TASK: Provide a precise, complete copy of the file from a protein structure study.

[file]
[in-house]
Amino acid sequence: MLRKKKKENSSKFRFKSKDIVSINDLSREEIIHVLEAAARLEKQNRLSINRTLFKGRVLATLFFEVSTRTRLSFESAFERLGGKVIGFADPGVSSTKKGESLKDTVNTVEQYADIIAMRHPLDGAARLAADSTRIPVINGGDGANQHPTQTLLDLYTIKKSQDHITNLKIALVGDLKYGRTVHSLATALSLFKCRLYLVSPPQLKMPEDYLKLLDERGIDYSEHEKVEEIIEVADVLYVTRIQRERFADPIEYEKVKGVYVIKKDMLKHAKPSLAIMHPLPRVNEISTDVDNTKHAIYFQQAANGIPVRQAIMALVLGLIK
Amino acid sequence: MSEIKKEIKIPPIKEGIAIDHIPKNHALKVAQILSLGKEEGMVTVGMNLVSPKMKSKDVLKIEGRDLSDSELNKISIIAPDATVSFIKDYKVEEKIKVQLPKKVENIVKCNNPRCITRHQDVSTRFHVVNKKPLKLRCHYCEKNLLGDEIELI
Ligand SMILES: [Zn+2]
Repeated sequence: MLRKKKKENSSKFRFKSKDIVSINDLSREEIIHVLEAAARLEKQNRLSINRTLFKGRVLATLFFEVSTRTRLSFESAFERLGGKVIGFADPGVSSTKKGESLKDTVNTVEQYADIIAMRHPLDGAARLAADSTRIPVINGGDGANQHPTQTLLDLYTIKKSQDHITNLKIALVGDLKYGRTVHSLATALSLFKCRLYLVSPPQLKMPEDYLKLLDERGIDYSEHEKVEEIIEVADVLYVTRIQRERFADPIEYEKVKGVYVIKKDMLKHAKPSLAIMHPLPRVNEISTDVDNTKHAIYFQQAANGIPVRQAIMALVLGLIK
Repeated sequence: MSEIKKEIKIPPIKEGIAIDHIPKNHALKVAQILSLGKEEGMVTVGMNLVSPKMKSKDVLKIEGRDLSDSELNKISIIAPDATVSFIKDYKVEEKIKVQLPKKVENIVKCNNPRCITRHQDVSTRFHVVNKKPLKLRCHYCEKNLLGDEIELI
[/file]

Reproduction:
[in-house]
Amino acid sequence: MLRKKKKENSSKFRFKSKDIVSINDLSREEIIHVLEAAARLEKQNRLSINRTLFKGRVLATLFFEVSTRTRLSFESAFERLGGKVIGFADPGVSSTKKGESLKDTVNTVEQYADIIAMRHPLDGAARLAADSTRIPVINGGDGANQHPTQTLLDLYTIKKSQDHITNLKIALVGDLKYGRTVHSLATALSLFKCRLYLVSPPQLKMPEDYLKLLDERGIDYSEHEKVEEIIEVADVLYVTRIQRERFADPIEYEKVKGVYVIKKDMLKHAKPSLAIMHPLPRVNEISTDVDNTKHAIYFQQAANGIPVRQAIMALVLGLIK
Amino acid sequence: MSEIKKEIKIPPIKEGIAIDHIPKNHALKVAQILSLGKEEGMVTVGMNLVSPKMKSKDVLKIEGRDLSDSELNKISIIAPDATVSFIKDYKVEEKIKVQLPKKVENIVKCNNPRCITRHQDVSTRFHVVNKKPLKLRCHYCEKNLLGDEIELI
Ligand SMILES: [Zn+2]
Repeated sequence: MLRKKKKENSSKFRFKSKDIVSINDLSREEIIHVLEAAARLEKQNRLSINRTLFKGRVLATLFFEVSTRTRLSFESAFERLGGKVIGFADPGVSSTKKGESLKDTVNTVEQYADIIAMRHPLDGAARLAADSTRIPVINGGDGANQHPTQTLLDLYTIKKSQDHITNLKIALVGDLKYGRTVHSLATALSLFKCRLYLVSPPQLKMPEDYLKLLDERGIDYSEHEKVEEIIEVADVLYVTRIQRERFADPIEYEKVKGVYVIKKDMLKHAKPSLAIMHPLPRVNEISTDVDNTKHAIYFQQAANGIPVRQAIMALVLGLIK
Repeated sequence: MSEIKKEIKIPPIKEGIAIDHIPKNHALKVAQILSLGKEEGMVTVGMNLVSPKMKSKDVLKIEGRDLSDSELNKISIIAPDATVSFIKDYKVEEKIKVQLPKKVENIVKCNNPRCITRHQDVSTRFHVVNKKPLKLRCHYCEKNLLGDEIELI